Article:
As the dust settles in South Africa, there is a renewed sense of optimism in the air. Experts are hopeful that the country is on the path to economic recovery but there is still some way to go. This has been hailed as our worst recession in ninety years with the economy expected to shrink by 7.2%.
The knock-on impact on the property sector is that buyer confidence is at an all-time low – something that cannot be attributed solely to the pandemic. John Loos, Economist at FNB Commercial Property Finance says South Africa has already gone through a recession and a mildly correcting property market prior to 2020 and Covid-19 merely made this recession deeper.
Yet despite the economic climate, experts have predicted a manageable impact to residential property which offers a strong argument in support of the fact that property – even in the most turbulent of environments – remains a relatively stable investment.
Jacques van Embden, Managing Director at urban property development firm Blok, says that if there is one thing that history has taught us, “it is that the economy will eventually recover and that property is one such asset class that shows stability over the long term.”
Internationally, CNBC has reported that property continues to offer investors a ‘safe haven’ in volatile climates as the risk-rewards rations remain reassuringly linear, while an article published in the Global Property Guide analysing the 2007 economic crisis, reiterated that residential property was generally far more stable than non-residential real estate – regardless of the country.
“Property is extremely resilient, offering less volatility than the stock market” says van Embden. “Ultimately, people will always need a place to stay which provides buyers with a sense of security, even in times of turmoil.”
Given the prevailing conditions, South Africa finds itself in an unprecedented buyer’s market, thanks to the current supply-demand context. Under massive fiscal pressure, the onus falls on the Reserve Bank to assist South Africans. Banks are far more amenable to offering 100% home loans and with the recent slashing of the repo rate for the fourth time this year – from 4.25% to 3.5%, taking it to a fifty year low – the market is well-primed for when the recovery starts.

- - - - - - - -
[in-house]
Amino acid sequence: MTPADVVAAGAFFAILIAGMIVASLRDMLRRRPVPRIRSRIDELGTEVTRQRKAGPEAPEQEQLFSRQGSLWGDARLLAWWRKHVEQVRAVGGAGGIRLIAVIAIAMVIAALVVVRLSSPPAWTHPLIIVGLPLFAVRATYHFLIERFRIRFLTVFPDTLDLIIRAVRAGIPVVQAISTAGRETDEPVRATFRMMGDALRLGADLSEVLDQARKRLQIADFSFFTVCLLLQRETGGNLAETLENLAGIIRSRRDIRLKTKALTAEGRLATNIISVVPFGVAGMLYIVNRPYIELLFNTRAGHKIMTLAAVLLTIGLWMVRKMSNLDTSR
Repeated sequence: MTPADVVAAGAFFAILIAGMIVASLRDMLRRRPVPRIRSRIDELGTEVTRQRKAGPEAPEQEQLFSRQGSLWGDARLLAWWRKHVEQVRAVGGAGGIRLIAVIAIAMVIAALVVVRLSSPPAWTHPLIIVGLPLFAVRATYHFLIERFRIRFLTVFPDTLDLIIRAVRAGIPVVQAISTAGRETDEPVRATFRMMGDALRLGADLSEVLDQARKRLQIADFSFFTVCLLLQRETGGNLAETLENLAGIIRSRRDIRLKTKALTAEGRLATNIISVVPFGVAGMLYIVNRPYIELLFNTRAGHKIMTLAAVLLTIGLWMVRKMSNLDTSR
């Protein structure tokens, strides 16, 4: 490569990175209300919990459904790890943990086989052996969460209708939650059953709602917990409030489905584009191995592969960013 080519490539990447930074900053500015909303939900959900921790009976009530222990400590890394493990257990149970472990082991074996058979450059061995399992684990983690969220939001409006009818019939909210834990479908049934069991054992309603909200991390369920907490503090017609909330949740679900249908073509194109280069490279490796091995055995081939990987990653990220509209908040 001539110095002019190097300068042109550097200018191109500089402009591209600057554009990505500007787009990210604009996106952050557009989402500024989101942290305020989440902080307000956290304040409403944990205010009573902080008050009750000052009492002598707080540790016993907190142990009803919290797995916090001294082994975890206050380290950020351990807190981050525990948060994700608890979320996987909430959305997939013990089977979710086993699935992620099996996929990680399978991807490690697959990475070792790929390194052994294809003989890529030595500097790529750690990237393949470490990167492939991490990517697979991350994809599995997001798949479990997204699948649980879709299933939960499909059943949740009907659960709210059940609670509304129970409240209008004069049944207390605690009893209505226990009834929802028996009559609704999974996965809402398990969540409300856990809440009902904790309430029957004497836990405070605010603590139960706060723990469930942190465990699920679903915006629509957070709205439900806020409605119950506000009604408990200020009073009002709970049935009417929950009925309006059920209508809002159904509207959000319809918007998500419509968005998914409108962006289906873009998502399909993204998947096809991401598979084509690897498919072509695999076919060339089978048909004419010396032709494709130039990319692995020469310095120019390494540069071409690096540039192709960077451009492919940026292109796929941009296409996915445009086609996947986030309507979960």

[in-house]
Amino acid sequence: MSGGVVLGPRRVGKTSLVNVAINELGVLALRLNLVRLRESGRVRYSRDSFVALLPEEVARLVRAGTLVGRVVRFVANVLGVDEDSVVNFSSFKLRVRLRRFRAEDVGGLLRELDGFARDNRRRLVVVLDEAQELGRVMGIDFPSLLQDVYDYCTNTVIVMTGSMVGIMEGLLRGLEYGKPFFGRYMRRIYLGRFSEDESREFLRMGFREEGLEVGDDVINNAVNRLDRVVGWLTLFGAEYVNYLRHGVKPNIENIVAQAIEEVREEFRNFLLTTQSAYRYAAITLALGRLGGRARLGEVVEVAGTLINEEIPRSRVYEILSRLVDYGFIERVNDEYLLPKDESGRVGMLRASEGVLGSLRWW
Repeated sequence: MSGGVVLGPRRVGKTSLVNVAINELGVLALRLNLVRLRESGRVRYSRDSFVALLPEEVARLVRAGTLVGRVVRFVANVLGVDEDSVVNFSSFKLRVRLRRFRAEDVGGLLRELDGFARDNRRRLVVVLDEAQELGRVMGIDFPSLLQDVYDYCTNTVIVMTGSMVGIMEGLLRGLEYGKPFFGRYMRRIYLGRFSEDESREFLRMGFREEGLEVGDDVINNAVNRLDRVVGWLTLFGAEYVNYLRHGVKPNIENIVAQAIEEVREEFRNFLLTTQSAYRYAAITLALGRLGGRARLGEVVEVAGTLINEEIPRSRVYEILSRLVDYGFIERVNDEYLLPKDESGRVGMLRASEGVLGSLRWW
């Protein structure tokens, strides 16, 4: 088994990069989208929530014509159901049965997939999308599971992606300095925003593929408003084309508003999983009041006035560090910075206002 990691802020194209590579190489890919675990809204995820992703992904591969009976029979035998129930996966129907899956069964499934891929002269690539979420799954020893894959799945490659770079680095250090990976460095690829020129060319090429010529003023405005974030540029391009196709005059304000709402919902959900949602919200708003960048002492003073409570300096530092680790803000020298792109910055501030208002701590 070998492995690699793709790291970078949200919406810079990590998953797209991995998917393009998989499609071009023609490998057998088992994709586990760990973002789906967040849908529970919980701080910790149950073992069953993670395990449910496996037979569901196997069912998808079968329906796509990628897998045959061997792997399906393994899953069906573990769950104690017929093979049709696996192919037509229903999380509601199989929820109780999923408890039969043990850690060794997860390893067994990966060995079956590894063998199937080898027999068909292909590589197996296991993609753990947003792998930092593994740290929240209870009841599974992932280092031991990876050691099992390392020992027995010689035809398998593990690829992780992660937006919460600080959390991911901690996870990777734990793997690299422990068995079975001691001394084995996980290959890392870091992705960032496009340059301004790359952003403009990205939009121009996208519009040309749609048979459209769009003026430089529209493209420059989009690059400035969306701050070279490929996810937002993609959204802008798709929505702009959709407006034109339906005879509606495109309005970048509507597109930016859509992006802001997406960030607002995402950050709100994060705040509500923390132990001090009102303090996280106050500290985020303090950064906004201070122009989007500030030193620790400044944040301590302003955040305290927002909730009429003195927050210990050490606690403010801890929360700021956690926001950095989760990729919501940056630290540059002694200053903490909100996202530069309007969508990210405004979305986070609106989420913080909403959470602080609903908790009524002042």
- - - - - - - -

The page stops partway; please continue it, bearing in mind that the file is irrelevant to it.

“This makes it a highly attractive time to purchase” says van Embden “and buyers can expect fantastic value.”
Another advantage is that buyers will have an increased access to highly desirable locations which may have previously been unobtainable due to price.
“Suburbs such as Sea Point, which remains perennially attractive from an investment point of view, are now within reach.”
Van Embden says that he is increasingly seeing buyers prioritise apartments located in sought-after areas over a larger square meterage, as these apartments show a sustained Return on Investment (ROI) over long periods.
“Adding value to consumers through an increased emphasis on lifestyle – for example, an attractive neighbourhood and various serviced offerings – means that developers are able to keep apartments compact in order to improve affordability for buyers.”
Van Embden says that developers are looking at new ways to entice would-be investors and consumers can expect to see a great deal of innovation in this space.
“These past few months have shown us the importance of agility, and that we need to be able to design products that respond well to market conditions.”
“I would advise buyers to take advantage of the exciting opportunities this market affords. The gap between owning and renting has grown significantly smaller, and it makes sense to invest in a property that will show return for years to come,” he concludes.